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SLIMMERKIWI SparkPoints: (244,421)
Fitness Minutes: (41,134)
Posts: 26,639
1/15/13 4:05 A

Don't ever think that you are weak. If you were, you wouldn't have come here in the first place!! Secondly, you CAN win this battle - just plod on and make these positive little changes, and I can guarantee to you that you WILL get there :-)


3RD_LAW Posts: 20
1/15/13 3:34 A

Thank you, these replies are so helpful, informative, and encouraging!! I usually plan my meals ahead, but I had a spontaneous change of plans early in the afternoon, and I ended up being away from home, internet, and my choice of foods for 2 days straight.

It took me an effort to collect myself. I was really scared that the feeling of helplessness and failure was back again after quite a successful start. It's not just about food, it's about the fact that I felt like I am just too weak as a person and will never win.

ARCHIMEDESII SparkPoints: (196,000)
Fitness Minutes: (292,438)
Posts: 26,976
1/14/13 10:37 A


According to your page, you've been a member of Spark People for one month. Let me say that NO ONE ever became a healthy eater overnight. It's impossible. Remember, you're trying to change habits learned over a life time. That's not going to happen overnight, a week, a month or even a year. Change takes time. Thus the need to be patient with yourself and your body.

It took me one year to lose 50+ pounds. If you compare what I ate then to what I ate now, you'd be surprized at the difference. I have spent years learning about good nutrition and I'm still learning.

The fact is, learning how to eat right really does take a lot of time. That's what the diet books don't tell people. They don't tell people that taking the weight off is one thing, keeping it off is another. Good nutrition is what helps a person take the weight off and keep it off. However, learning good nutrition takes a very long time.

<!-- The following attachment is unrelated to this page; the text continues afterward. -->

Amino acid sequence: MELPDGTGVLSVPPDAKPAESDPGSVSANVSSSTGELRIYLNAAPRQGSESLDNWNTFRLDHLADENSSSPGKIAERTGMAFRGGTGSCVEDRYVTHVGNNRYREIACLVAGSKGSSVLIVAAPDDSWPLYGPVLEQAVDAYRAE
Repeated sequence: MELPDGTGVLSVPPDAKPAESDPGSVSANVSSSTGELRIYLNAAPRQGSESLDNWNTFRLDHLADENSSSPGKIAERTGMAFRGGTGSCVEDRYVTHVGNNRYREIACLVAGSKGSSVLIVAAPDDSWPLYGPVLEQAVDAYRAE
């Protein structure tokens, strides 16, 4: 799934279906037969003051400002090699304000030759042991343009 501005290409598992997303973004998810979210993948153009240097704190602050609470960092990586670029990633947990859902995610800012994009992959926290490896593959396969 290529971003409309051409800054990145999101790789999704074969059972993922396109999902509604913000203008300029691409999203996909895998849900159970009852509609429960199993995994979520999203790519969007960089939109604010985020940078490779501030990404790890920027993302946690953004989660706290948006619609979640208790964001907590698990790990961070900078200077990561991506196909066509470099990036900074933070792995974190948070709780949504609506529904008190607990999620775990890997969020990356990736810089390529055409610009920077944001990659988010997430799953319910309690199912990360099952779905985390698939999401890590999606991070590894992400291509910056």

There are a lot of resources out there. First, I'm going to recommend that you start reading some of the Spark articles on nutrition. I'm going to start you off with these.

There are a ton of different books out there. You might want to pick up a copy of the SPARK. You might also want to consider this book by Walter Willett (Harvard School of Public Health) called Eat Drink and Be Healthy. It's not a diet book. It's a book that will teach you the basics of nutrition.

Knowledge is a powerful tool to help you lose weight. Don't beat yourself up because you're not perfect. You don't have to be perfect to be healthy. But, you do have to learn to eat right to the best of your ability and you do have to learn to watch your portions. Both take time.

Patience, it's a virtue.

SP_COACH_NANCY SparkPoints: (0)
Fitness Minutes: (112,042)
Posts: 46,222
1/14/13 10:20 A


Educating ourselves as to what I call, "the why we do, what we do, when we do it" scenario is a big part of developing action steps to change our behavior.